Next November, Paris wild be hosting the COP21, the Conference of the Parties to the United Nation Framework Convention on Climate Change. Once again the World will be working on new international agreements to contain global warming. Hopefully, this climate change submit will come up with an agenda of solutions. Climate change should matter a great deal to companies given the number of potential constraints which can be placed upon all aspects of their business.
Supply chains actors are important stakeholders. If some of their practices are often disparaged, they ultimately remain the most concerned due to their exposure. Indeed, if extensive trade causes emissions, emissions increases supply chain risk both internal and external. For example, we should recall the impact of the 2011 Tsunami on automotive manufacturers. Toyota had its factories shut for a month, Renault-Nissan had problems with 40 of its suppliers, and GM suspended a production facility in the US due to a disruption of supply. As for the floods in Thailand in 2011, estimates amount that 14,000 factories were impacted and that a company like Sony would have faced a loss of up to 230 million euro.
Let’s take this opportunity to have a closer look at goals the supply chain world has set to target and mitigate Green House Gas (GHG).
Some early movers have taken climate into consideration and much is being done. Among them figures Alcatel-Lucent that started to survey its suppliers in 2010 or Dell that join the Electronic Industry Citizenship Coalition (EICC) Carbon Reporting System. However, if some precursors took an early interest at the environment cause, some have decided to ignore the question. A study by the Climate Accountability Institute revealed that “63 % of cumulative worldwide emissions of industrial CO2 and methane between 1751 and 2010” is caused by 90 major companies and these companies are not showing particular willpower to reduce their emissions. Moreover, the number of organisations collaborating through the Carbon Disclosure Project’s (CDP’s) Supply Chain Program, a non-for-profit organization that gathers GHG emissions data, remains relatively low, only 75 companies are mentioned.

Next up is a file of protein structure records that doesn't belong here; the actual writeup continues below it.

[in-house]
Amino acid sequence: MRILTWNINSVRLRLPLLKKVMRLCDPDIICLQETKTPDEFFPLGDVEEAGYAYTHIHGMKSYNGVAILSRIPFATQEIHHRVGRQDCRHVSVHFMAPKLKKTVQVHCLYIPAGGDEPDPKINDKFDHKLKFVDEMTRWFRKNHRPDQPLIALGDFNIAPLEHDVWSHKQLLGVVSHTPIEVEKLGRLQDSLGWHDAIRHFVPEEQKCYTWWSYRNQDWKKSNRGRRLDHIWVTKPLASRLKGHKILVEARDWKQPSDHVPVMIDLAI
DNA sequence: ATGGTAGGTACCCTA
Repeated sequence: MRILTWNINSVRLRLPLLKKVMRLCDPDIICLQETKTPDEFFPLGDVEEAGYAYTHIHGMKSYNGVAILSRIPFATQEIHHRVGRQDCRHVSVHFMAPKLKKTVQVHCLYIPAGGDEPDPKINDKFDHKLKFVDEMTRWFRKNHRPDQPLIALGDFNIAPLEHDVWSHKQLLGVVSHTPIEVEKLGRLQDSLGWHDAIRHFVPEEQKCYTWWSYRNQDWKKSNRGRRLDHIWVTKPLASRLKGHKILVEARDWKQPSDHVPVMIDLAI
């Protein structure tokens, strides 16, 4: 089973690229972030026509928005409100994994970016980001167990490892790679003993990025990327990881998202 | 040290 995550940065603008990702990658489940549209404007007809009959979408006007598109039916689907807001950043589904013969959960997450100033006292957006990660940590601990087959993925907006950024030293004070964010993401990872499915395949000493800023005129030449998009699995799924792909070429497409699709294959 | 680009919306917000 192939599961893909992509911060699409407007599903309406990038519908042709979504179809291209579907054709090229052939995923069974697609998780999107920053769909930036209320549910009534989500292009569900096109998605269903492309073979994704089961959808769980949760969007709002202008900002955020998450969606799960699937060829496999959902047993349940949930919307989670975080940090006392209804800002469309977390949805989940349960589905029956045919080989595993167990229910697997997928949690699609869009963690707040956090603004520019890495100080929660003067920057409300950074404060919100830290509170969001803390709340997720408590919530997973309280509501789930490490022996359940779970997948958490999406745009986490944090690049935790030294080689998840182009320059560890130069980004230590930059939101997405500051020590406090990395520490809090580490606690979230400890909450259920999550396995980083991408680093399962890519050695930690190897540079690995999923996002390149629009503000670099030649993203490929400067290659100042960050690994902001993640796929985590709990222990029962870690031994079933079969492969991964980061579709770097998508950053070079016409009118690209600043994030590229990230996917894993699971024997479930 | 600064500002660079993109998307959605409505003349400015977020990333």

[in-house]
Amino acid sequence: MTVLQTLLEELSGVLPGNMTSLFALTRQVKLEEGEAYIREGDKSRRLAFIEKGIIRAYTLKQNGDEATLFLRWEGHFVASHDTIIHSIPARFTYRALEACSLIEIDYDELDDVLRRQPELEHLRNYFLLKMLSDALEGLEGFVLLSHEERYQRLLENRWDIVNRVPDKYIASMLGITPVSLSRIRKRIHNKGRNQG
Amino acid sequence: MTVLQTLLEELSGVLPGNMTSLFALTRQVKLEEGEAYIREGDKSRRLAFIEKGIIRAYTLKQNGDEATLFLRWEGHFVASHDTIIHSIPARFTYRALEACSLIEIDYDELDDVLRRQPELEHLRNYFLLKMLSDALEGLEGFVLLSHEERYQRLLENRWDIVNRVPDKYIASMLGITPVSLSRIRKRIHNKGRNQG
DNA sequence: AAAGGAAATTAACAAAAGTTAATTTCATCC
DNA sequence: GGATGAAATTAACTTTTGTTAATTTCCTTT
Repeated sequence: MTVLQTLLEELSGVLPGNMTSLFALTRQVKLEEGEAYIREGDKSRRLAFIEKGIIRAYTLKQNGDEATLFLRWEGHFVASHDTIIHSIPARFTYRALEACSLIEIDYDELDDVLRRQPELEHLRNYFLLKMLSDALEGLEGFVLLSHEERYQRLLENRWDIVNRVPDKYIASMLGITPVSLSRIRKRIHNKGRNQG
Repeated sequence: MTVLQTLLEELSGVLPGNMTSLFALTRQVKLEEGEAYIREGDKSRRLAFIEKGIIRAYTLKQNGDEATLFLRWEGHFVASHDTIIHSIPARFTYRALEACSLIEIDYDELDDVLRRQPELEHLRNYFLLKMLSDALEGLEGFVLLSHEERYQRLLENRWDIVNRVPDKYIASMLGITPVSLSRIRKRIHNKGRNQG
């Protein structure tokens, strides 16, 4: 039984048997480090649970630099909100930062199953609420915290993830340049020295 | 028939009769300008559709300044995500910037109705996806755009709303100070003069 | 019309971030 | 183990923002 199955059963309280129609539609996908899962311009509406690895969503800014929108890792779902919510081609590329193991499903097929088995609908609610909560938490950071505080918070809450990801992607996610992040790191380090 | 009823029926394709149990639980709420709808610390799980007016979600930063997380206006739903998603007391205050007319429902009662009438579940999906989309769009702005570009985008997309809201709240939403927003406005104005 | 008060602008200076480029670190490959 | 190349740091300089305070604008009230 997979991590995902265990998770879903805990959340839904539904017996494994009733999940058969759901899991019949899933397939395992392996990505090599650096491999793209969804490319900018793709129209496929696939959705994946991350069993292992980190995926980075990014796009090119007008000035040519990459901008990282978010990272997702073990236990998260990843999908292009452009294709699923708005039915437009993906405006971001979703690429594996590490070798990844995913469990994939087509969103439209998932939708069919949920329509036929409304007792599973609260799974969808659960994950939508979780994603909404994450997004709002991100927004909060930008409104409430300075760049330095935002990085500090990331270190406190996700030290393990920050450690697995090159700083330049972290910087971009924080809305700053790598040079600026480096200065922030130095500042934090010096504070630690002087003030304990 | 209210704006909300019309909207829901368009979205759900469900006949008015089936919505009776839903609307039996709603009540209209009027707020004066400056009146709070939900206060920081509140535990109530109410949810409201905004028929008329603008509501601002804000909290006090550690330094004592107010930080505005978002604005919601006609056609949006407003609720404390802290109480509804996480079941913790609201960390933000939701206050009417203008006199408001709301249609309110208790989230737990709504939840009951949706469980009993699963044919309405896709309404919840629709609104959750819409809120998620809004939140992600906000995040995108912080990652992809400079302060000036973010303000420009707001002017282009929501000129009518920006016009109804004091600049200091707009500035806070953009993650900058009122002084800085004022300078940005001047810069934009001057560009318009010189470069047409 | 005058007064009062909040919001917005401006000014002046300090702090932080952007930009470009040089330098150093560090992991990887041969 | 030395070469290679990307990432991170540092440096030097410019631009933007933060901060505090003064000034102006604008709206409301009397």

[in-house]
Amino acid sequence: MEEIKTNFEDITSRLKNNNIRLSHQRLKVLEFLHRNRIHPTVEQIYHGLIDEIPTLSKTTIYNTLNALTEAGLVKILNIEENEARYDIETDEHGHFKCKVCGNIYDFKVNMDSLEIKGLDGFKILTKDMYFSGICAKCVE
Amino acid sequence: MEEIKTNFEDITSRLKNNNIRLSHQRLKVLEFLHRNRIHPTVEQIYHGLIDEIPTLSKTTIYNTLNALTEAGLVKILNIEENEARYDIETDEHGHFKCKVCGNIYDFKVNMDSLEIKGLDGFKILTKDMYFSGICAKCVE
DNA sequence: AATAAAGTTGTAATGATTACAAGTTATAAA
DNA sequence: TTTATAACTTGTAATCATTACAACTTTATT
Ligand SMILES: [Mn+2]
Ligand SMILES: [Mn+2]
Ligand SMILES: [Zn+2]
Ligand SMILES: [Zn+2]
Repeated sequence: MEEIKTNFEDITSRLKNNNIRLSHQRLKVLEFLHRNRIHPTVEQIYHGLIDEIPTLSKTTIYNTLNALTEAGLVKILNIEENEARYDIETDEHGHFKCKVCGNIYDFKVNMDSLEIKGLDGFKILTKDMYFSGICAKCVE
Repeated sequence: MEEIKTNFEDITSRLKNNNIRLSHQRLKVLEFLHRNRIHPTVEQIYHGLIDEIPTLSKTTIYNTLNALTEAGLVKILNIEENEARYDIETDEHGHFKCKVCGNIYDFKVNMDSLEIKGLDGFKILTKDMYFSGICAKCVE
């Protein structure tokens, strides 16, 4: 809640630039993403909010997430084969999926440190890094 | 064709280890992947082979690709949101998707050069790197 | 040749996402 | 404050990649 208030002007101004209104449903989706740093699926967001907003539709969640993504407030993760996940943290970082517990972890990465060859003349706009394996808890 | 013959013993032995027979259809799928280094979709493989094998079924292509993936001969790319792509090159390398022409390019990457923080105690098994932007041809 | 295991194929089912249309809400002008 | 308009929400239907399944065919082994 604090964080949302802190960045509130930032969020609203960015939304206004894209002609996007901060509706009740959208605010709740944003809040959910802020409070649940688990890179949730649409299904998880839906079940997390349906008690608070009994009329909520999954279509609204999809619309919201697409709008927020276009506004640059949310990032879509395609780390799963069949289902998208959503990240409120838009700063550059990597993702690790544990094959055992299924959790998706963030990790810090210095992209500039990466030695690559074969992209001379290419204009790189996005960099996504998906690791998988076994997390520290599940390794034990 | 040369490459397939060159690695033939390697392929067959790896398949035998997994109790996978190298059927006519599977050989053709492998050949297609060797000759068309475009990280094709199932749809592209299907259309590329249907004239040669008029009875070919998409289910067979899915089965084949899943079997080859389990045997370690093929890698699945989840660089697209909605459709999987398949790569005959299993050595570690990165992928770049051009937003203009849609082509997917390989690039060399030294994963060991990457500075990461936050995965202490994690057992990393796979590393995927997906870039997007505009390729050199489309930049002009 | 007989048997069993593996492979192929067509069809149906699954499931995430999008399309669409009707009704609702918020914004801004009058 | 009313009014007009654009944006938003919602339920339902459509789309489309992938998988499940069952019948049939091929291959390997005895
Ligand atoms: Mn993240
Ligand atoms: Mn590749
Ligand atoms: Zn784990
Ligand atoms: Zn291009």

In parallel, the most widely used international accounting tool to manage GHG emissions the World Resources put together by the Institute (WRI) and World Business Council for Sustainable Development (WBCSD) Greenhouse Gas Protocol (GHG Protocol) does not meet with unanimous approval.
Finally, if most companies boast publically about their sustainable practices on their website and more and more of them disclose their environmental impacts as well as their in suppliers’, the disclosure remains partial. For example, scope 2 and 3 that gathers indirect emissions are not realised or only estimates are provided. This partial disclosure biases possible ranking and penalise companies that advocate transparency.
So, in spite of growing awareness and the multiple governmental and non-governmental structures available to assist companies, there is a lack of unity for standards and labels to measure and certify GHG emissions and therefore to allow comparisons. There is an environmental imperative, with upcoming legally binding climate change targets, in providing unified standards, guidance and in setting strict goals to companies for tracking GHG. Authorities need to help raise the level of expectations and favour the emergence of independent third parties. Without these, future climate conferences risk to be not taken seriously and assimilated as international garden parties.